Owner Plans Addition to Historic Building Amid Landmarking Fight
LOWER EAST SIDE — The owner of a historic Essex Street building hopes to turn a profit by adding several more floors — even as some in the community are pushing the city to landmark the existing building to prevent major changes.
Shalom Eisner, owner of the four-story Eastern Dispensary at 75 Essex St., which once served as a health care center for the poor, said he plans to take advantage of the building's 31,000 square feet in available air rights while keeping its base intact.
Eisner previously listed the 124-year-old building for sale for $21 million, but on Thursday he said he is leaning toward keeping it as a way of supporting his family.
"I'm not going to be around forever," said Eisner, who bought the building in 1985. "I have a big family and I want to leave them something."
He is working with three investors to fund the proposed addition to the building, he said.
Eisner said he plans to meet next week with the Landmarks Preservation Commission, the city agency responsible for landmarking, to determine if he would be able to add to the building even if it eventually becomes a landmark. The commission usually does not allow major alterations to landmarked buildings.
The commission did not immediately respond to a request for comment.
Following a push by local preservationists for 75 Essex St. to be landmarked, Community Board 3's landmarks committee voted Thursday night to support the effort, noting both the building's architectural style and its cultural importance to the neighborhood. CB3's vote is advisory.
With the neighborhood at undergoing massive changes, preservationists told the CB3 committee the Eastern Dispensary should be protected for its role in bringing free or low-cost health care to the area's struggling immigrants in the early 1900s. The building's architectural style of Italianate palazzo with its arches of orange and tan brick is also striking against the neighborhood's many tenements, they said.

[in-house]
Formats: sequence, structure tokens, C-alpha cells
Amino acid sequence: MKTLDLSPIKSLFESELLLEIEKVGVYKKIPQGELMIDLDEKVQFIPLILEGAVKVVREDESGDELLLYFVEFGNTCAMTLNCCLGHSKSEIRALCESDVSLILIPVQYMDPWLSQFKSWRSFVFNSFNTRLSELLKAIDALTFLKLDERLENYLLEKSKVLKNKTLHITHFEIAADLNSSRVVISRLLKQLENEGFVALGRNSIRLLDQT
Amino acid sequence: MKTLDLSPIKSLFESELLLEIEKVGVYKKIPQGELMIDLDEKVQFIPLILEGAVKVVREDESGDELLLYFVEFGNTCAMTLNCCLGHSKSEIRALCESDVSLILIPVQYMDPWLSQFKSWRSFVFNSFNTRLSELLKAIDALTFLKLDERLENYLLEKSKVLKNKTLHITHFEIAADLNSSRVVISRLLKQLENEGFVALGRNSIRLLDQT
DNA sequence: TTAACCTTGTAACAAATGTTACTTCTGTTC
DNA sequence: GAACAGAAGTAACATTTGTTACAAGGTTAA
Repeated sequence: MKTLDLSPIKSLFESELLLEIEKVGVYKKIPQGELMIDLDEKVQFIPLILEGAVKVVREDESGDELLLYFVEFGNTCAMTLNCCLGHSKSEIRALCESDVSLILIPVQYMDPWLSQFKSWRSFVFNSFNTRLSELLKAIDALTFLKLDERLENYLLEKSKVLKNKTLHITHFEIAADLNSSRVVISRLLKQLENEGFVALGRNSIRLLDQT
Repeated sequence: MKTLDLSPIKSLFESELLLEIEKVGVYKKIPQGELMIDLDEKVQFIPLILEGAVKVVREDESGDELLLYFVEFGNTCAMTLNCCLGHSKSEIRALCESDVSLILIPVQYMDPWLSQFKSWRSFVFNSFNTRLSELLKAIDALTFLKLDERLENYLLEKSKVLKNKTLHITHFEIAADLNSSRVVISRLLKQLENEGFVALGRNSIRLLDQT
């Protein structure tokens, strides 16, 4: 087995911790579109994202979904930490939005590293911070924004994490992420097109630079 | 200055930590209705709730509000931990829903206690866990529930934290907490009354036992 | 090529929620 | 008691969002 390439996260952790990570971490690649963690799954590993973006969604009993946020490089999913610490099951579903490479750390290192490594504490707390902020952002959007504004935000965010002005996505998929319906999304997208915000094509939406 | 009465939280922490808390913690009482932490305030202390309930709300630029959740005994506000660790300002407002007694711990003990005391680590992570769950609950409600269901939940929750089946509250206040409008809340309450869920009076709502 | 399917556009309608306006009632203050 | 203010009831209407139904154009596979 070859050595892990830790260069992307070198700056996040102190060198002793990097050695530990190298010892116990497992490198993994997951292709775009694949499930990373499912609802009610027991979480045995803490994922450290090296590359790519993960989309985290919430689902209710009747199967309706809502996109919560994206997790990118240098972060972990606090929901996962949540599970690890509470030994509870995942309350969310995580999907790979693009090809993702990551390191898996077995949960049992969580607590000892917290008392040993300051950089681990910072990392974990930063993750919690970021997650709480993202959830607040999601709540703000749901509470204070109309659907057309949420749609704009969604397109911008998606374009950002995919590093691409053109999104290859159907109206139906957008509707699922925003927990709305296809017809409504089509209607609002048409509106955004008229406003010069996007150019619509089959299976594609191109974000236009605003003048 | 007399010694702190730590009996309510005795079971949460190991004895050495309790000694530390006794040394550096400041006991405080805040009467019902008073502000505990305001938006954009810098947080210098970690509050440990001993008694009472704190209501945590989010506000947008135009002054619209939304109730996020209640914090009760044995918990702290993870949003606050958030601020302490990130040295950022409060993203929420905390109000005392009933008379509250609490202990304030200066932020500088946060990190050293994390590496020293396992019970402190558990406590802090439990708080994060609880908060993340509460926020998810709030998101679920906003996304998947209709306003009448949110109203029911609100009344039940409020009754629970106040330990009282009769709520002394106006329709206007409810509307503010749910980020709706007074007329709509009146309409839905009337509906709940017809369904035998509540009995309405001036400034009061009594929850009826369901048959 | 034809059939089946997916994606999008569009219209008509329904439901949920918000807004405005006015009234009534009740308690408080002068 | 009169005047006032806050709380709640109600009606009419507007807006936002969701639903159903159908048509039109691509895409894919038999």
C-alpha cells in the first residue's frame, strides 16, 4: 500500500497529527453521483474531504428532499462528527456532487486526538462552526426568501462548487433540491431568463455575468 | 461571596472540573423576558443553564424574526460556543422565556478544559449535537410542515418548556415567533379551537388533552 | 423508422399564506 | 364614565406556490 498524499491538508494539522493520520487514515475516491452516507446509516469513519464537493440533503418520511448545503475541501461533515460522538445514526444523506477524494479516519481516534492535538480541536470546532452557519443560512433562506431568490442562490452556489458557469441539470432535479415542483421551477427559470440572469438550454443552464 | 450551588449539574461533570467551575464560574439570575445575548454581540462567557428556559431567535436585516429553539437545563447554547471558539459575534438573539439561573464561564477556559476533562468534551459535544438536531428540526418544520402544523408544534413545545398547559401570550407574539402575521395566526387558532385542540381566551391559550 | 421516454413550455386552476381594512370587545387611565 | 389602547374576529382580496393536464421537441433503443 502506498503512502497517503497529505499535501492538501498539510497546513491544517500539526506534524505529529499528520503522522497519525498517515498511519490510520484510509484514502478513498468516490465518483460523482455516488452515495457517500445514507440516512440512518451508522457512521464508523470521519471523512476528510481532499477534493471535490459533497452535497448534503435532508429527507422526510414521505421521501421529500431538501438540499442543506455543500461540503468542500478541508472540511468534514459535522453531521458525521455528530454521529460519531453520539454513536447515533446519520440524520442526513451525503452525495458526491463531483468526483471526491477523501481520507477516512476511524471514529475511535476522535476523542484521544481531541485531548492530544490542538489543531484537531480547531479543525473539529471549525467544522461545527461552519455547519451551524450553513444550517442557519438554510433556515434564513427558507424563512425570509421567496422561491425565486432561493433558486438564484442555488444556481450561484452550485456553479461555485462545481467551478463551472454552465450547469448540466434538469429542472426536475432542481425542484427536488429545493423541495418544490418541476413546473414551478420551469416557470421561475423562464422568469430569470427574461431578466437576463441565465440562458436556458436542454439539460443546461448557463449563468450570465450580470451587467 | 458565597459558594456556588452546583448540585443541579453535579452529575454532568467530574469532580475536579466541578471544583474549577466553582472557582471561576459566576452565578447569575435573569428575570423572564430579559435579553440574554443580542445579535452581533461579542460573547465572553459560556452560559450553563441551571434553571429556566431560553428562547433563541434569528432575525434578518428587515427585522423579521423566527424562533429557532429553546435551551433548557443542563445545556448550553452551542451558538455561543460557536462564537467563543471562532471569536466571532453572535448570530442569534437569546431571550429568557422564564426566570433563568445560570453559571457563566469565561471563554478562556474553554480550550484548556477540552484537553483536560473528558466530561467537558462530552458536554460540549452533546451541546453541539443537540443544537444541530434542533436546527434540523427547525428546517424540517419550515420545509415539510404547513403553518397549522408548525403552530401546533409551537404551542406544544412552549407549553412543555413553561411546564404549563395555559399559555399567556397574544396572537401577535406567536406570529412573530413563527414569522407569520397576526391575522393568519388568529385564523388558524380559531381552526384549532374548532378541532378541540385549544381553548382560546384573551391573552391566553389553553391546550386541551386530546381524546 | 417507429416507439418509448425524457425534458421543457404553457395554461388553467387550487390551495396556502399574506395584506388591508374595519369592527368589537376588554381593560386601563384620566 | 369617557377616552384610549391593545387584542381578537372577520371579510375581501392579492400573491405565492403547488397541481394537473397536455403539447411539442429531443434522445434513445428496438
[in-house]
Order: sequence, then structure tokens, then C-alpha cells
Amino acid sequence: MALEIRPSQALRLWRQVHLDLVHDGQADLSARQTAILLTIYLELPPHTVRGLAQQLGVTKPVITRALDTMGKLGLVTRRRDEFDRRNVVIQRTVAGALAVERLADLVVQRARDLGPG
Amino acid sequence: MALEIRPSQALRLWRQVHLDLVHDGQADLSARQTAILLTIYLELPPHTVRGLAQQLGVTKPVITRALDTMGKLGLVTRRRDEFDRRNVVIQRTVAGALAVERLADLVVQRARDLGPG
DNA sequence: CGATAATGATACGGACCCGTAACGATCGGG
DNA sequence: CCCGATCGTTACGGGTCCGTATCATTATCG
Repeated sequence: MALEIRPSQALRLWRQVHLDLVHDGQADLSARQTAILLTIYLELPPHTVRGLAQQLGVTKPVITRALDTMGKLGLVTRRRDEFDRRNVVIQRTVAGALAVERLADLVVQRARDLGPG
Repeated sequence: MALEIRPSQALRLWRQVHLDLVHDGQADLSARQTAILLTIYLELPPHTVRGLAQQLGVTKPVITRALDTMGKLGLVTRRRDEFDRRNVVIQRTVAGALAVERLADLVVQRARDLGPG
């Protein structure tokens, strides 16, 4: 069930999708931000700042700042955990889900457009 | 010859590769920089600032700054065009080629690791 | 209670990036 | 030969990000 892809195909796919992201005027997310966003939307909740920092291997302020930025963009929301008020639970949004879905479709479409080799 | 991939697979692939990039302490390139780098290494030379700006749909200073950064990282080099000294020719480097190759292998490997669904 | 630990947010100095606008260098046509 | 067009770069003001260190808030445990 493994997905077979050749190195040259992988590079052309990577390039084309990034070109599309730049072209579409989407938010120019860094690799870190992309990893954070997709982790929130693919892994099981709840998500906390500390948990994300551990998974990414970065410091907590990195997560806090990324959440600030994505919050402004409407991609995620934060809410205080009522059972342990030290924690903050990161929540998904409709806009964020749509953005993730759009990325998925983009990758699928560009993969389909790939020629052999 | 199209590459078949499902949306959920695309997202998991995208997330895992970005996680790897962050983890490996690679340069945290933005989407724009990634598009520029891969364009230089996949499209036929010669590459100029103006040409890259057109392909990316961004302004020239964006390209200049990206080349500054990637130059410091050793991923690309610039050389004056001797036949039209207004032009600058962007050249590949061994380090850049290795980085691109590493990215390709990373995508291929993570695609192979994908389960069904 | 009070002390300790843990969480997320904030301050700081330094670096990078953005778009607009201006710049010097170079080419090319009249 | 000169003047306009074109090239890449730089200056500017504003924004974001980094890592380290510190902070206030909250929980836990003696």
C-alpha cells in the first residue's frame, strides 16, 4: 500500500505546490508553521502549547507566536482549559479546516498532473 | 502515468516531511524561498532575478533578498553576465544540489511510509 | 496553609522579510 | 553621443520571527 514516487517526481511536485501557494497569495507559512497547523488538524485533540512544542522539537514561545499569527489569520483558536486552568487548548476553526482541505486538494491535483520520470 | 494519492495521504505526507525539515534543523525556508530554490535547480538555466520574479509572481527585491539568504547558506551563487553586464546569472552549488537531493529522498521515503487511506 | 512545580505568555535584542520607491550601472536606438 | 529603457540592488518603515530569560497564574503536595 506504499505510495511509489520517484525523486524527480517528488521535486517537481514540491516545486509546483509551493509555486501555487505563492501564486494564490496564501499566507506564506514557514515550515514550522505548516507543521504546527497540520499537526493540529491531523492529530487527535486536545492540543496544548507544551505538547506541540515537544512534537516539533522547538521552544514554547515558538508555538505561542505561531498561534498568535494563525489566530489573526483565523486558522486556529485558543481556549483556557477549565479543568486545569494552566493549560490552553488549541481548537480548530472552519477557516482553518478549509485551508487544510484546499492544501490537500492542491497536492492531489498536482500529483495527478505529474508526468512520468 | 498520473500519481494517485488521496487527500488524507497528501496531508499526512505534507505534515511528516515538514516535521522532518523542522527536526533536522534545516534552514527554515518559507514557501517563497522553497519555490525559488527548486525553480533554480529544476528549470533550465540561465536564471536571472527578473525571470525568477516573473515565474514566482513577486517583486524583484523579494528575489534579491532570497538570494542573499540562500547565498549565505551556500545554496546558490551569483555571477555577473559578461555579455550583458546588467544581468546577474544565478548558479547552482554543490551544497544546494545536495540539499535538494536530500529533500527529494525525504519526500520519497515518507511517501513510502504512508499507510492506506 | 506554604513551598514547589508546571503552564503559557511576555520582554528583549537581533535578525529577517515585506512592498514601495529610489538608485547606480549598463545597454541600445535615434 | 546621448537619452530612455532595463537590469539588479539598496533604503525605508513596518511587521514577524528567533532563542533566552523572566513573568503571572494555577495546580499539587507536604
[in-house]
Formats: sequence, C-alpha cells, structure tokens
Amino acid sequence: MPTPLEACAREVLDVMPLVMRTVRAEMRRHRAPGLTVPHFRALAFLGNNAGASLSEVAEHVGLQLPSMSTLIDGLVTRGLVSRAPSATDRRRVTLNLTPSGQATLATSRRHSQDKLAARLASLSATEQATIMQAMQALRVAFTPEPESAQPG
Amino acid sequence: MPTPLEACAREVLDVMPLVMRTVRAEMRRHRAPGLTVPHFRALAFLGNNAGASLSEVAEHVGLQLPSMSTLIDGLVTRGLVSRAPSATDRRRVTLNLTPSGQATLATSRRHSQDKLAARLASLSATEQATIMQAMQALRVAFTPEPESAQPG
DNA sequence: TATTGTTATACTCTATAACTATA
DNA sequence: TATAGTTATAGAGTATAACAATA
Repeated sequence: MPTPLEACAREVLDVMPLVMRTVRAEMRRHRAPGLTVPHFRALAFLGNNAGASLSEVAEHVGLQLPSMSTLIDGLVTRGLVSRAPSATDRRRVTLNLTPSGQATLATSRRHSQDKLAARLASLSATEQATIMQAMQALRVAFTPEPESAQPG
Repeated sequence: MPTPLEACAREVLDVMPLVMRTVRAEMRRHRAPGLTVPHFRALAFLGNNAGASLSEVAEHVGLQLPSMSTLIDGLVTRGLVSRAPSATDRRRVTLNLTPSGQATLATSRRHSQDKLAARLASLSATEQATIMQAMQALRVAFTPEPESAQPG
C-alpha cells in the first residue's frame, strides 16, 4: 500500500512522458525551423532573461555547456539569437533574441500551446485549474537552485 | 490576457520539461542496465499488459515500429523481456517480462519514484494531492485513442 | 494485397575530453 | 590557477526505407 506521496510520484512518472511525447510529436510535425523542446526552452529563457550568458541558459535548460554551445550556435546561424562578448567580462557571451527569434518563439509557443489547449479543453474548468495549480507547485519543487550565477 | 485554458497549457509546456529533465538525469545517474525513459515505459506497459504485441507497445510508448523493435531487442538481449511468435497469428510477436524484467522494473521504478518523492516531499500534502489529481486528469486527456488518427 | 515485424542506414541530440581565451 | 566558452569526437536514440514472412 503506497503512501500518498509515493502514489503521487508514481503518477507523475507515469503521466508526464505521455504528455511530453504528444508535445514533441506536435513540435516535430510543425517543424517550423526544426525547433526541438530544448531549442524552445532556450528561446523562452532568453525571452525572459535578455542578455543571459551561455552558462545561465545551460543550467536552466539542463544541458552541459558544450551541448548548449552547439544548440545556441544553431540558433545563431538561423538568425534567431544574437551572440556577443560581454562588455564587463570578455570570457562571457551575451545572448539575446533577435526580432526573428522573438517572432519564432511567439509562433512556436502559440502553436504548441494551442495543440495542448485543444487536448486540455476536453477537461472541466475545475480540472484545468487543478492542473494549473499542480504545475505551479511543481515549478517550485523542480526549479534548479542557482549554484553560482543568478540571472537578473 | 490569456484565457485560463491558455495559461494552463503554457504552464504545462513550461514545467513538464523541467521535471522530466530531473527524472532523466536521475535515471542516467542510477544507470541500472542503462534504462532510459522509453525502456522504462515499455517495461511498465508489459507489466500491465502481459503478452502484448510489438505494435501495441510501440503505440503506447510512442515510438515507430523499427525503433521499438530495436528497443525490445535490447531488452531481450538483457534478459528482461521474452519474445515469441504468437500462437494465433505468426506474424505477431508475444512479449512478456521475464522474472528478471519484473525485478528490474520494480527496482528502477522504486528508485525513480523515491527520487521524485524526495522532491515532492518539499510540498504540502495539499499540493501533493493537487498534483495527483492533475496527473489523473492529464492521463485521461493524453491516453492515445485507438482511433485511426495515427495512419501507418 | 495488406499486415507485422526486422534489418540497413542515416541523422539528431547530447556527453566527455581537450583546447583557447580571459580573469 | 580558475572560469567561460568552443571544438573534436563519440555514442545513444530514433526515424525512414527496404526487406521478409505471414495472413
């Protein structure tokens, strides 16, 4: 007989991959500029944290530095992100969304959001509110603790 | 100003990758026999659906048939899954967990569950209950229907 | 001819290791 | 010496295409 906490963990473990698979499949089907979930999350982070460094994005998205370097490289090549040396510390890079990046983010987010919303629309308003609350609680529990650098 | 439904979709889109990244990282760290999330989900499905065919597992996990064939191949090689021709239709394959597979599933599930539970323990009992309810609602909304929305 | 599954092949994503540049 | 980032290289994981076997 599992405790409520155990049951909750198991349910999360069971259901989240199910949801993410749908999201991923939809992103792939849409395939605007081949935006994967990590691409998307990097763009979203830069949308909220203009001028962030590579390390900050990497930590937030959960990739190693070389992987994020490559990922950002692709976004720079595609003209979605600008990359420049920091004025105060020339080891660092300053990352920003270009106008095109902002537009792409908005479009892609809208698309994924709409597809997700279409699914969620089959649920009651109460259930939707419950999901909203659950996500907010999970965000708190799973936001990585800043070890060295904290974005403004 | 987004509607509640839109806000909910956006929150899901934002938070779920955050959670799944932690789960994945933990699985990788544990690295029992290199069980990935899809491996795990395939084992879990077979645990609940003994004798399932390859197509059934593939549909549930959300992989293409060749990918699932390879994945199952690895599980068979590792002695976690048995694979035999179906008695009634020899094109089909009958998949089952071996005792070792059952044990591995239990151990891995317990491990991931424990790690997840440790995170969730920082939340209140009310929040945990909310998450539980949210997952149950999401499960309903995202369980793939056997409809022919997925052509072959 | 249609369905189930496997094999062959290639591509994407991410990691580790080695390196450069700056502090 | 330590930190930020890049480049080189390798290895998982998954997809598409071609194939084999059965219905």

"This is a really important building," said Joyce Mendelsohn, a retired schoolteacher who lives in the neighborhood. "If it is landmarked then we know the building is going to survive."
Mendelsohn is also a member of the group Friends of the Lower East Side, which is leading the push to landmark the Eastern Dispensary. It recently lead two success landmarking campaigns in 2013, the Bialaystoke nursing home and Seward Park Library.
Eisner said he is against landmarking the building if it interferes with his ability to build floors above it — and he defended his proposed addition, saying he would maintain the historic part of the building.
"My happiness is going to be in my pocket and your happiness is going to be in your eyes," Eisner said.